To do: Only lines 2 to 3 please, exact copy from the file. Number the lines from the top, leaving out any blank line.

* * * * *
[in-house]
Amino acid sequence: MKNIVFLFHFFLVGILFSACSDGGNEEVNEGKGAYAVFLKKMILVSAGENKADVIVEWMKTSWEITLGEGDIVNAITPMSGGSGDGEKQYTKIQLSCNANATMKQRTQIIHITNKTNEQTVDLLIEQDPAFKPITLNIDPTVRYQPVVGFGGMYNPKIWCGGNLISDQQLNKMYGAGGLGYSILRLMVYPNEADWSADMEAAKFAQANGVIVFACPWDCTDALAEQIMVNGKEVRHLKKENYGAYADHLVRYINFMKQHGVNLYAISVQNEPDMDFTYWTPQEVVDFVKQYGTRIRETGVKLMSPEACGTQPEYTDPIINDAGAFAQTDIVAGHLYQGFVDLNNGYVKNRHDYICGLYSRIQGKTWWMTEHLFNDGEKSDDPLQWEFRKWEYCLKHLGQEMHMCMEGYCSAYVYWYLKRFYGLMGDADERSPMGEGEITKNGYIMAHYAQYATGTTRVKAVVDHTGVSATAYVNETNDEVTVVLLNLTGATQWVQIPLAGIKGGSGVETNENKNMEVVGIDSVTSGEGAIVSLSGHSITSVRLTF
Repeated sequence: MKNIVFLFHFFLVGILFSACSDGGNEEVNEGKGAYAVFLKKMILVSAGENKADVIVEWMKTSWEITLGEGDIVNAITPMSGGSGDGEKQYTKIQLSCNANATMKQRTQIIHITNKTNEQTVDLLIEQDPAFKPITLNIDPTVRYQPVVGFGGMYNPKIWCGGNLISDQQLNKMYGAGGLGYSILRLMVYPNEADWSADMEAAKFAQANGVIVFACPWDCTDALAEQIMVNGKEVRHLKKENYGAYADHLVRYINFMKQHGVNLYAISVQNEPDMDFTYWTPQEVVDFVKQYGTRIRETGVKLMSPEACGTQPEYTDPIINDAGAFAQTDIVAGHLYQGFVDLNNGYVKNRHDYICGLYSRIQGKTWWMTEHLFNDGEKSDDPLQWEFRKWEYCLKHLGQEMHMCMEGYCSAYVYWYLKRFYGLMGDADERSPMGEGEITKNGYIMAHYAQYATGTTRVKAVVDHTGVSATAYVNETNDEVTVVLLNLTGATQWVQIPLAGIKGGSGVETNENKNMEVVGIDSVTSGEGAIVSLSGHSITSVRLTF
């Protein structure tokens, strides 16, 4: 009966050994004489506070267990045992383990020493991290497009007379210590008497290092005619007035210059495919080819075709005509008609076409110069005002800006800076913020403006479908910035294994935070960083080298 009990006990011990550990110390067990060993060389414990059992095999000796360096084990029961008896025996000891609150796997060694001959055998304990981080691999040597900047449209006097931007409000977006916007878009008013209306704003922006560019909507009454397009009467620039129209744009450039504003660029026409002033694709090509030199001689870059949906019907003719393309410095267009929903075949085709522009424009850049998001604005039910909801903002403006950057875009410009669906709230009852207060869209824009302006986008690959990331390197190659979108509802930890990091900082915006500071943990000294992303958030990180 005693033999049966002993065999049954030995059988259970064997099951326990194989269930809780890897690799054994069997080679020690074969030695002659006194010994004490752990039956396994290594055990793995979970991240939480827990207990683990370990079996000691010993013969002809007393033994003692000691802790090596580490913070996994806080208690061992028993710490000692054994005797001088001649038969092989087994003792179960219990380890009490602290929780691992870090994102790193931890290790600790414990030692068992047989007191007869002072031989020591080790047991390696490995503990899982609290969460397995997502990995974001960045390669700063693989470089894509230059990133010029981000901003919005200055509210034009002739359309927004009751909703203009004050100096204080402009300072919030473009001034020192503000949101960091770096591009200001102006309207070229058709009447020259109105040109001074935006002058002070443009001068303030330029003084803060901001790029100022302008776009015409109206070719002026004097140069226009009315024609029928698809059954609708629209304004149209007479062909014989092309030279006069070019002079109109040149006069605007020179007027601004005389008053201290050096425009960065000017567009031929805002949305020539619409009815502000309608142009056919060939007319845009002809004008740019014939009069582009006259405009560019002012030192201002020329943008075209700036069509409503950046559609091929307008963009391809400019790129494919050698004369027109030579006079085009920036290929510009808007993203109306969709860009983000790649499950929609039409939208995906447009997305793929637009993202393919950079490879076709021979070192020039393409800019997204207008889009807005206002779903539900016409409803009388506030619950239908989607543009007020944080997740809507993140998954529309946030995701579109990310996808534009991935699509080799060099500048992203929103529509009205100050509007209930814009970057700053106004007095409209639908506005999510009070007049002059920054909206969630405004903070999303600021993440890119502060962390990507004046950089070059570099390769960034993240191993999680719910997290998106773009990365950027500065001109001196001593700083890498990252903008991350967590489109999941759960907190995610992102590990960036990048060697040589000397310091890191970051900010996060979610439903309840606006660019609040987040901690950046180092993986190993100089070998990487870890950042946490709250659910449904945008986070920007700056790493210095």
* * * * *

Amino acid sequence: MKNIVFLFHFFLVGILFSACSDGGNEEVNEGKGAYAVFLKKMILVSAGENKADVIVEWMKTSWEITLGEGDIVNAITPMSGGSGDGEKQYTKIQLSCNANATMKQRTQIIHITNKTNEQTVDLLIEQDPAFKPITLNIDPTVRYQPVVGFGGMYNPKIWCGGNLISDQQLNKMYGAGGLGYSILRLMVYPNEADWSADMEAAKFAQANGVIVFACPWDCTDALAEQIMVNGKEVRHLKKENYGAYADHLVRYINFMKQHGVNLYAISVQNEPDMDFTYWTPQEVVDFVKQYGTRIRETGVKLMSPEACGTQPEYTDPIINDAGAFAQTDIVAGHLYQGFVDLNNGYVKNRHDYICGLYSRIQGKTWWMTEHLFNDGEKSDDPLQWEFRKWEYCLKHLGQEMHMCMEGYCSAYVYWYLKRFYGLMGDADERSPMGEGEITKNGYIMAHYAQYATGTTRVKAVVDHTGVSATAYVNETNDEVTVVLLNLTGATQWVQIPLAGIKGGSGVETNENKNMEVVGIDSVTSGEGAIVSLSGHSITSVRLTF
Repeated sequence: MKNIVFLFHFFLVGILFSACSDGGNEEVNEGKGAYAVFLKKMILVSAGENKADVIVEWMKTSWEITLGEGDIVNAITPMSGGSGDGEKQYTKIQLSCNANATMKQRTQIIHITNKTNEQTVDLLIEQDPAFKPITLNIDPTVRYQPVVGFGGMYNPKIWCGGNLISDQQLNKMYGAGGLGYSILRLMVYPNEADWSADMEAAKFAQANGVIVFACPWDCTDALAEQIMVNGKEVRHLKKENYGAYADHLVRYINFMKQHGVNLYAISVQNEPDMDFTYWTPQEVVDFVKQYGTRIRETGVKLMSPEACGTQPEYTDPIINDAGAFAQTDIVAGHLYQGFVDLNNGYVKNRHDYICGLYSRIQGKTWWMTEHLFNDGEKSDDPLQWEFRKWEYCLKHLGQEMHMCMEGYCSAYVYWYLKRFYGLMGDADERSPMGEGEITKNGYIMAHYAQYATGTTRVKAVVDHTGVSATAYVNETNDEVTVVLLNLTGATQWVQIPLAGIKGGSGVETNENKNMEVVGIDSVTSGEGAIVSLSGHSITSVRLTF